The Supreme Court has refused the request by a brother to the late Head of State, Sani Abacha, Alhaji Ali Abacha, to unfreeze the accounts traced to him and relatives of the late former head of state in the United Kingdom, Switzerland, Jersey, Liechtenstein and Luxembourg.
In a unanimous judgment on Friday, a five-man panel of the court, led by Justice Sylvester Ngwuta, held that Ali Abacha’s case was statute barred as at when it was commenced in April 2004 at the Federal High Court in Kaduna.
The judgment was in the appeal marked: SC/359/2010, filed by Alhaji Ali Abacha, said to be a brother of the late Gen Sani Abacha, on behalf of the family.
In the lead judgment prepared by Justice Kudirat Kekere-Ekun, but read on Friday by Justice Ejembi Eko, the court held that having dismissed a similar appeal in an easier judgment given in February last year, it has no reason to depart from its reasoning.
The court said it noticed that the appellant in this appeal is represented by Reuben Atabo who, incidentally, was the appellant’s counsel in the earlier appeal.
“No new superior arguments were proffered here to warrant a departure from the decision in the case of Alhaji Sani earlier decided. This appeal fails, and it is hereby dismissed.
The appeal was against the July 19, 2010 unanimous judgment of the Court of Appeal, Kaduna division, in which a three-man panel set aside the September 24, 2004 judgment by Justice Mohammed Liman of Federal High Court, Kaduna, earlier given in favour of Ali Abacha.
Ali Abacha had sued at the Federal High Court, Kaduna in 2004, challenging among others, the 1999 decision by the Olusegun Obasanjo’s administration, acting through the Attorney General of the Federation (AGF) and Minister of Justice, Kanu Agabi (SAN), to request the freezing of all accounts traced to the late Abacha, his family members and relatives in the United Kingdom, Switzerland, Jersey, Liechtenstein and Luxembourg.
Ali Abacha prayed the court to, among others, void the freezing of the accounts on the grounds that the AGF lacked the powers under the Banking (Freezing of Accounts Act, Cap 29, Laws of Nigeria, under which he claimed to have acted, to request the foreign nations to freeze his accounts and those of the companies in which he is a director.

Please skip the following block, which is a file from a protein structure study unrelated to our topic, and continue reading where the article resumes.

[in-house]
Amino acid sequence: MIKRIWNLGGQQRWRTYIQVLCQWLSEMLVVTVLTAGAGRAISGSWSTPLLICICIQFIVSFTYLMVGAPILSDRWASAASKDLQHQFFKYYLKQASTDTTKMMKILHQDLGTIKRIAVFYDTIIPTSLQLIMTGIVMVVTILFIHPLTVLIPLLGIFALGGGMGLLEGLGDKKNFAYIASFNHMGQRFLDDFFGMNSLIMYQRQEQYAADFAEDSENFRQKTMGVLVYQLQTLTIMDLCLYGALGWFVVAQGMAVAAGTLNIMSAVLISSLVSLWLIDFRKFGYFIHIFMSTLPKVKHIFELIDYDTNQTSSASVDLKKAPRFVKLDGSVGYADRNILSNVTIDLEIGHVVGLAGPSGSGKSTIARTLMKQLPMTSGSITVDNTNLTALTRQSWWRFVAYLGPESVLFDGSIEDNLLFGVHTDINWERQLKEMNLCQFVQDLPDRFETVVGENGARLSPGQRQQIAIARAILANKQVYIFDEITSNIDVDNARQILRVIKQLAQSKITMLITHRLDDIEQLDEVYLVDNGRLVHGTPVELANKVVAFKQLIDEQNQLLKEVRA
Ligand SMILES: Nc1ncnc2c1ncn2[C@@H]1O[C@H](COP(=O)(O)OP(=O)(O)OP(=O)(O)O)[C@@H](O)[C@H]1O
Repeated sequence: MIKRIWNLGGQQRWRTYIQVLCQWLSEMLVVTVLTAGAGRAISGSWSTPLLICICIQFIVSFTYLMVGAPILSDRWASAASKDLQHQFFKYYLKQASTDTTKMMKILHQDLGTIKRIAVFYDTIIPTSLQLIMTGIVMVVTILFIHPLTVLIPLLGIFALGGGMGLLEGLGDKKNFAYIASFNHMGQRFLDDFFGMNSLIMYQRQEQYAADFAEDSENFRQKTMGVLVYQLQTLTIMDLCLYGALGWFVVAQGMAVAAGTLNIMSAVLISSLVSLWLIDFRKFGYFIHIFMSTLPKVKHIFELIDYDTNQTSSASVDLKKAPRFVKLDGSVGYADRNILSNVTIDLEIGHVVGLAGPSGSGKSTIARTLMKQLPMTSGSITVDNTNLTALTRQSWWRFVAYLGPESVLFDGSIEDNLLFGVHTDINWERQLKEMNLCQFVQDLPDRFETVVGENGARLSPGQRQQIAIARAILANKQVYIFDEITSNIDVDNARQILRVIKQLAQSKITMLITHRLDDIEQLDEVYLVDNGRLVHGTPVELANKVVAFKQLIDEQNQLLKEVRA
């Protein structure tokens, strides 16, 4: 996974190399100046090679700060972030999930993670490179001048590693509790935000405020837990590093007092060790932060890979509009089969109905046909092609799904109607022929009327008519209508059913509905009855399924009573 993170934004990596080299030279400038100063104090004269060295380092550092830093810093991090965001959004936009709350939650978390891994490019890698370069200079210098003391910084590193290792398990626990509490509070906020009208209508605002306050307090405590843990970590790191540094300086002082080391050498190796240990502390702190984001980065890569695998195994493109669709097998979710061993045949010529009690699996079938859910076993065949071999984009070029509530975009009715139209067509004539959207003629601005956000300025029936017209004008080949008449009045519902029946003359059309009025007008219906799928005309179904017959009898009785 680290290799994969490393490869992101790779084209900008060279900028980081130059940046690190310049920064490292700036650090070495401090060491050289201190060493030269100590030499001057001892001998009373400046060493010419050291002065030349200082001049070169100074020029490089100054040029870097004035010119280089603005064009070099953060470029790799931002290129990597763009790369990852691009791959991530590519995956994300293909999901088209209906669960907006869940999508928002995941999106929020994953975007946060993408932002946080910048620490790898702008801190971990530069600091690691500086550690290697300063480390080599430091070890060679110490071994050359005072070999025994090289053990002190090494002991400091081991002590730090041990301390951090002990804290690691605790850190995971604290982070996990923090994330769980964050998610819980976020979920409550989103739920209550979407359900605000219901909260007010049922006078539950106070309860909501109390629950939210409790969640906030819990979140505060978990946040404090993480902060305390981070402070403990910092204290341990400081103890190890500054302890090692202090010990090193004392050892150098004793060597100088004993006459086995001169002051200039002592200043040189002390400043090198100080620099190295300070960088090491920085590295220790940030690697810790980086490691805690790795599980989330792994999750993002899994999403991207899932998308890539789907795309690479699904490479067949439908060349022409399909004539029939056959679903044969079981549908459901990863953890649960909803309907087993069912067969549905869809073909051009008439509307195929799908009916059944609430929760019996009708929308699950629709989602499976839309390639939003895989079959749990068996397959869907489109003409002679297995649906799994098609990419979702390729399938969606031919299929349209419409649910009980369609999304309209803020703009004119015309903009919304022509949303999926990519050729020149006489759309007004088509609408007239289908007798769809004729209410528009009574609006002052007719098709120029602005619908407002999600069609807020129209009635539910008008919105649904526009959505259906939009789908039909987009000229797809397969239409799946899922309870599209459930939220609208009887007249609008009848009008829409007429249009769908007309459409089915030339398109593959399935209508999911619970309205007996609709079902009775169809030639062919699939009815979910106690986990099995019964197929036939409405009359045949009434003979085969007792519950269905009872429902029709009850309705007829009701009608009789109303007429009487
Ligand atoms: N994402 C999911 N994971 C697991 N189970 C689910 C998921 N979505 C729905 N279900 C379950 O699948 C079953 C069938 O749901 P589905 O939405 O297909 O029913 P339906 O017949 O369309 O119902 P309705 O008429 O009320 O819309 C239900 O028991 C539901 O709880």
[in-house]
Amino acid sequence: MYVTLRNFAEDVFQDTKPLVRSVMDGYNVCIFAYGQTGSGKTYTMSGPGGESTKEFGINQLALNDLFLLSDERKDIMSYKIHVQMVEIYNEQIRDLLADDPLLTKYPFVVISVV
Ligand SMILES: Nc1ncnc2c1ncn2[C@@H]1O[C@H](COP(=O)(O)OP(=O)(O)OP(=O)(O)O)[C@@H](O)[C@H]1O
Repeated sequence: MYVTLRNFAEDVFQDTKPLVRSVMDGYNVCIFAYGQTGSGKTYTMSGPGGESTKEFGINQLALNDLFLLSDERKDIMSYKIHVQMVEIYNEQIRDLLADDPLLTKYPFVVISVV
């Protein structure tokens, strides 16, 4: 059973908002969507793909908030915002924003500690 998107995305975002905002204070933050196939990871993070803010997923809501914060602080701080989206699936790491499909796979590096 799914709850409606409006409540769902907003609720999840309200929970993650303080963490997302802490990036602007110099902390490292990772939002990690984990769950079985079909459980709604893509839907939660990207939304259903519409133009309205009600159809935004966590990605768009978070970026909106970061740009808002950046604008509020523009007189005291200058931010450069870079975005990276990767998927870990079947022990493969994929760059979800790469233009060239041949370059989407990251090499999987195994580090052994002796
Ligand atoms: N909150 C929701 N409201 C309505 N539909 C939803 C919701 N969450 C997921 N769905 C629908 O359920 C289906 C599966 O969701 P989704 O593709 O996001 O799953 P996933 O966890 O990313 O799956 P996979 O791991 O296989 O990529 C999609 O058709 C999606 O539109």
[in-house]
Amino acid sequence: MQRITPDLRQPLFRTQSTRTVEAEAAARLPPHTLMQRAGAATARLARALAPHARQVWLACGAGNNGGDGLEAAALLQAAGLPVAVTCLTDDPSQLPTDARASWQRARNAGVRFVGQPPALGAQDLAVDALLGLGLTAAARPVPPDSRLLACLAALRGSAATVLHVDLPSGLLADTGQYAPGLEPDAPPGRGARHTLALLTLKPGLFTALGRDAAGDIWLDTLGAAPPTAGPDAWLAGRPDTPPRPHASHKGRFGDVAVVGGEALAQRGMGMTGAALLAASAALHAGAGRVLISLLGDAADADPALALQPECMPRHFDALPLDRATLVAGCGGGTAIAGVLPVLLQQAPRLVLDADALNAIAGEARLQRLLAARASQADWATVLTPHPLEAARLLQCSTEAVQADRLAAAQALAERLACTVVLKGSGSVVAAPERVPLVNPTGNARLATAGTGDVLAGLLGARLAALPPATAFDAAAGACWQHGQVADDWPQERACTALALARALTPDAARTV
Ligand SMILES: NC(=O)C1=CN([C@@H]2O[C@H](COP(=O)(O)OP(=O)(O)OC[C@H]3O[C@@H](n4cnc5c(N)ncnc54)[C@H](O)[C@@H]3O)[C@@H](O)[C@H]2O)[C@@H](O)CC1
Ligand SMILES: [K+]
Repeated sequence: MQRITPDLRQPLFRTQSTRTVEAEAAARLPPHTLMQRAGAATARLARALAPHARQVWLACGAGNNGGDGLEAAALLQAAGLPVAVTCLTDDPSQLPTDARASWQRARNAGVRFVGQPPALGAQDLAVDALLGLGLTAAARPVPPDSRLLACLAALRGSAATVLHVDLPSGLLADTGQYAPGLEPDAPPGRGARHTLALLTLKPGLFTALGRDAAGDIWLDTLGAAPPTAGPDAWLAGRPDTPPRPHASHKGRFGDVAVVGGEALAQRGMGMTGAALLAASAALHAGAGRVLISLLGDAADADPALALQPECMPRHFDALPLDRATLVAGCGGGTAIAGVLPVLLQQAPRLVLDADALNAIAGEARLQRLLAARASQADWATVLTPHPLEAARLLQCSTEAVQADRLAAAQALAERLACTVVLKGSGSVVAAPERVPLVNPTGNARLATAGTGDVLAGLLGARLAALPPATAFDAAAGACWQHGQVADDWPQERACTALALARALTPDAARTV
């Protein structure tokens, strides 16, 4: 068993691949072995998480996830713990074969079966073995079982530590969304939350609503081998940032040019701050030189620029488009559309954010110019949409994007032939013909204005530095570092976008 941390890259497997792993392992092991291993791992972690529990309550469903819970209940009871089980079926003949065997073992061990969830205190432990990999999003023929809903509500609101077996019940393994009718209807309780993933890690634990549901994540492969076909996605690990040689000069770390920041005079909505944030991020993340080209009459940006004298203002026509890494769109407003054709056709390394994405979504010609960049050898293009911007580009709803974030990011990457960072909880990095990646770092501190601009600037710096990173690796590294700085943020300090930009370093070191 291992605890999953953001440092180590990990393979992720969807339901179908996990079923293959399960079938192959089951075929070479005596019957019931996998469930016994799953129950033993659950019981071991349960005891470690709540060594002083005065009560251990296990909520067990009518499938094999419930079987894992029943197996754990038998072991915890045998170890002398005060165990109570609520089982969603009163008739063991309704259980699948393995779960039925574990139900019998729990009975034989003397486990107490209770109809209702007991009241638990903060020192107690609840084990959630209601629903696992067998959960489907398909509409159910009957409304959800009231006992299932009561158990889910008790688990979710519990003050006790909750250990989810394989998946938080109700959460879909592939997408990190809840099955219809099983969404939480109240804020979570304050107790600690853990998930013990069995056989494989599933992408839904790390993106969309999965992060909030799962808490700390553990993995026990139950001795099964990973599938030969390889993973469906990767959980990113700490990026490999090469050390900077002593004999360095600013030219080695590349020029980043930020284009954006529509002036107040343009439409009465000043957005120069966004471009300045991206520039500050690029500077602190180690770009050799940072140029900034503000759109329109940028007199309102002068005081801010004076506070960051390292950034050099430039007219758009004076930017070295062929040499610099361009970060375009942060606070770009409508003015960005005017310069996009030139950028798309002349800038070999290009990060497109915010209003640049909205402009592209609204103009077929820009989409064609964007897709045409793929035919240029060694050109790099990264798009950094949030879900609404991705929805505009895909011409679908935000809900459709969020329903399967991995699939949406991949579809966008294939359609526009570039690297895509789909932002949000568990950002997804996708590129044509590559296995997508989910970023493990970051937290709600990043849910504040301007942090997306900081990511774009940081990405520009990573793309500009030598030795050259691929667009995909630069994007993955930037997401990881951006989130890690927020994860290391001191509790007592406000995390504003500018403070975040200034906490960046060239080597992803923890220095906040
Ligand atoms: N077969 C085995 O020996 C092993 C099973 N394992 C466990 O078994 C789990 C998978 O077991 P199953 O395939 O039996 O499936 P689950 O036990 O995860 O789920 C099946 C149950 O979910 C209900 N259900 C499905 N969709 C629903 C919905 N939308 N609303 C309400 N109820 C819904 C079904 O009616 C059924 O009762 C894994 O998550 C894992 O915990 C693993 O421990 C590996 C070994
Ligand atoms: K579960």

Justice Liman, in his judgment on September 24, 2004, upheld the claims by Ali Abacha and granted all the reliefs sought, a decision the AGF, listed as the sole defendant, appealed at the Court of Appeal, Kaduna division.
In their judgment on July 19, 2010, in the appeal marked: CA/K/71/2005, Justices John Inyang Okoro, Baba Alikali Ba’aba and Mohammed Lawal Garba of the Court of Appeal, Kaduna, were unanimous in holding that the suit was statute barred.
They equally held that the AGF was not accorded fair hearing by the Federal High Court, and proceeded to set aside the judgment by Justice Liman, a decision Ali Abacha appealed to the Supreme Court, which the apex court decided on Friday.
A five-member panel of the Supreme Court had, in its February 1, 2020 judgment in the earlier appeal, marked: SC68/2010 by Abba Mohammed Sani, held among others, that it was was too late for the Abacha family to query the decision taken by the Federal Government of Nigeria in 1999, via a letter authored by the then Minister of Justice and Attorney General of the Federation (AGF), Kanu Agabi (SAN).
Justice Chima Nweze, who wrote the panel’s lead judgment, held among others, that in view of the evidence presented by parties, he was left with no other options than to uphold the earlier concurrent decisions of the two lower courts (the Federal High Court, Kano and the Court of Appeal, Kaduna division), to the effect that the suit was statute barred.
Justice Nweze said: “In all forms, with the eloquent submission of the respondents’ counsel, and submissions anchored on the admitted evidence, I have no hesitation in affirming the concurrent decisions of the lower courts.
“Accordingly, I hereby enter an order dismissing this appeal. I further affirm the concurrent findings and decisions of the lower courts. Appeal dismissed.”